When gaming influencer Tyler Pappas, 29, published his first gameplay video on YouTube in 2006, he had no strategy whatsoever. At age 14, all he wanted to do was share his love for a game.
He played various titles on the platform such as role-playing video games, massive-multiplayer online games like Runescape and popular online games like Mincecraft. The videos were low-production and many times not edited beyond basic cuts.
But after years of creating content for games, he noticed his Minecreaft videos performed particularly well and decided to go all-in, recognizing that there was a large community building for the game.
Fast forward 15 years, Pappas is the CEO of LogdotZip Studios, a production company with 30 employees that runs a network of gaming channels on YouTube including LogdotZip, Craftee and Comments to Crafting. The channels, all focused on different aspects of the Minecraft game, have 4.55 million, 1.77 million and 535,000 subscribers, respectively.
Much of the growth of his business came from trial and error, Pappas said, but it also derived from an organized content strategy, metrics and consolidation.
In the early days of content creation, Pappas thought of the platform as a “dumping ground” for videos of things he enjoyed doing. He has since developed a pre-production and post-production strategy informed by YouTube’s data and analytics.
Behind the scenes
Today, Pappas’ production process is determined by key metrics generated by YouTube from audience engagement and retention rates to demographic information and how often people click on a specific video.
The insights help Pappas and his pre- and post-production teams develop age-appropriate content ideas as well as optimize SEO, create thumbnails, animations and intro calls, and determine which edits to include in a video.
The teams all use professional production equipment for quality and plan and schedule content in advance. It's a process Pappas said is key to creating an engaged audience.
“My company is largely ruled by documents so that we can build out a reliable framework that allows us to continuously open up the pipeline to make content production a lot easier,” he said. “If we were starting from scratch every time [we make a video], it would be impossible to keep up the cadence that we have today.”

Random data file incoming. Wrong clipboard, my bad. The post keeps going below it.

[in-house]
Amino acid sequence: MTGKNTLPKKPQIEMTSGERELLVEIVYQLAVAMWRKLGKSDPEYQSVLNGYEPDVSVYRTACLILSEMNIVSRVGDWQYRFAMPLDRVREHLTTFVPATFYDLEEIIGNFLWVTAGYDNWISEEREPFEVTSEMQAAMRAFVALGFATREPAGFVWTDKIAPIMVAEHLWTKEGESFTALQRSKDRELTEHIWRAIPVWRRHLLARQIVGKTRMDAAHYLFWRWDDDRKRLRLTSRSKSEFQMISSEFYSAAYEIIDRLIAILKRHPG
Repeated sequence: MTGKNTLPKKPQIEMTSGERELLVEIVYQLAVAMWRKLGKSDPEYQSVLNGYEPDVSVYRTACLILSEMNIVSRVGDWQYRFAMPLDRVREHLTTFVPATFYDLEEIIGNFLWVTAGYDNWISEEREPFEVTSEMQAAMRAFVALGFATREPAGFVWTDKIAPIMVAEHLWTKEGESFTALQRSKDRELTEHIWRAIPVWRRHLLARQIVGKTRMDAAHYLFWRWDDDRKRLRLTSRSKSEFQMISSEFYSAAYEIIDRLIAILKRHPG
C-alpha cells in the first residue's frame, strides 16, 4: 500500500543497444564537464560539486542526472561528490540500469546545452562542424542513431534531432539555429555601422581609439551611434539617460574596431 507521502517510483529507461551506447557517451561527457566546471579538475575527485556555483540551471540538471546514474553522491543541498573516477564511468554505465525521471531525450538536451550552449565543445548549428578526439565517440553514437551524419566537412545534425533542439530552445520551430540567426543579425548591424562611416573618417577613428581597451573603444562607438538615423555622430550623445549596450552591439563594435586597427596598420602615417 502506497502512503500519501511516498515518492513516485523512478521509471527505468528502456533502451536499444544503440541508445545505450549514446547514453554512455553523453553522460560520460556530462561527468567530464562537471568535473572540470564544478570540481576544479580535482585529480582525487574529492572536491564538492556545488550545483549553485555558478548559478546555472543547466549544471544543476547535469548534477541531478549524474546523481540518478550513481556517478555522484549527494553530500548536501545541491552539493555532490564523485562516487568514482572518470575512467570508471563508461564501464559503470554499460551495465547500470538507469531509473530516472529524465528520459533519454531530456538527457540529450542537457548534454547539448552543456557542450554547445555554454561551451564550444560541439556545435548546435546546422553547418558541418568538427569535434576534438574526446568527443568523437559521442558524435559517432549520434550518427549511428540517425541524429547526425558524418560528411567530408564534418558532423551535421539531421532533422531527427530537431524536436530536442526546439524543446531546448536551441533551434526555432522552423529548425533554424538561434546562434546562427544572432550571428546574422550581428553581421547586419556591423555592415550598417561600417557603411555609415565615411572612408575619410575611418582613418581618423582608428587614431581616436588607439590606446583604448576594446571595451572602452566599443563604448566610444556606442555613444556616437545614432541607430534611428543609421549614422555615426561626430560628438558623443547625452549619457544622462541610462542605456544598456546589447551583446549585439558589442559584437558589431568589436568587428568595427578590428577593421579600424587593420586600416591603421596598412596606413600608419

“The audience, I believe, wants to feel like they're watching authentic [content],” he added. “People go on YouTube primarily to be educated or to be entertained and a lot of the top creators, myself included, put on a show.”
But his ability to maintain that cadence also comes from consolidating and streamlining his process to one game and one platform, he explained.
While many other gaming influencers have expanded their content to streaming platforms such as Discord and Twitch, Pappas said focusing on Minecraft and YouTube has proved to be much more scalable.
“I've intentionally stayed away from live streaming on numerous different platforms because it's something that's incredibly difficult to scale. When it comes to live streaming, your typical streamer will stream for eight hours a day. Meanwhile, I can record videos for eight hours in a day, and I've just handled a week or possibly two weeks worth of content,” he said.
That's not to say that there aren't ways in which to leverage other platforms, Pappas noted, adding that creators can use other platforms to post secondary content like short form videos or giveaways.
The future of gaming content
As the market gets even more saturated with gaming influencers, content and brand partnerships, consistency and talent will be key determinants of success, Pappas said.
“Games are now being made in a way that allows there to be more and more consistent attention around them,” he says. “These days there's just Minecraft or just Fortnite rather than Call of Duty 5 and 6 and it allows the specific games to collect more and more audience members around it [because they are not] splitting their audience between will [several versions of a game.”
That creates a ripe opportunity for creators to build channels or communities around a game as new ones emerge because they won’t have a “shelf-life,” Pappas said. That’s especially the case because brands are more receptive to using another company’s intellectual property since gaming surged during the pandemic.
However, Pappas predicted that talent will also play a role in the success of future gaming content as achieving quality production becomes easier and will no longer make much of an impact on distinguishing creators from each other.
“As [production] quality continues to rise, eventually the [best way] to fine-tune content will be in the form of the entertainer. We can only continue to improve our edits and fine-tune metrics so much to continue boosting engagement,” he said. “Eventually it's going to come down to the talent themselves.”
LogdotZip Studios has invested in talent and scaling its production team. More than half of LogdotZip’s audience across its channels are Gen Z and Generation Alpha, children born in 2010 onward.
This story originally appeared on PRWeek.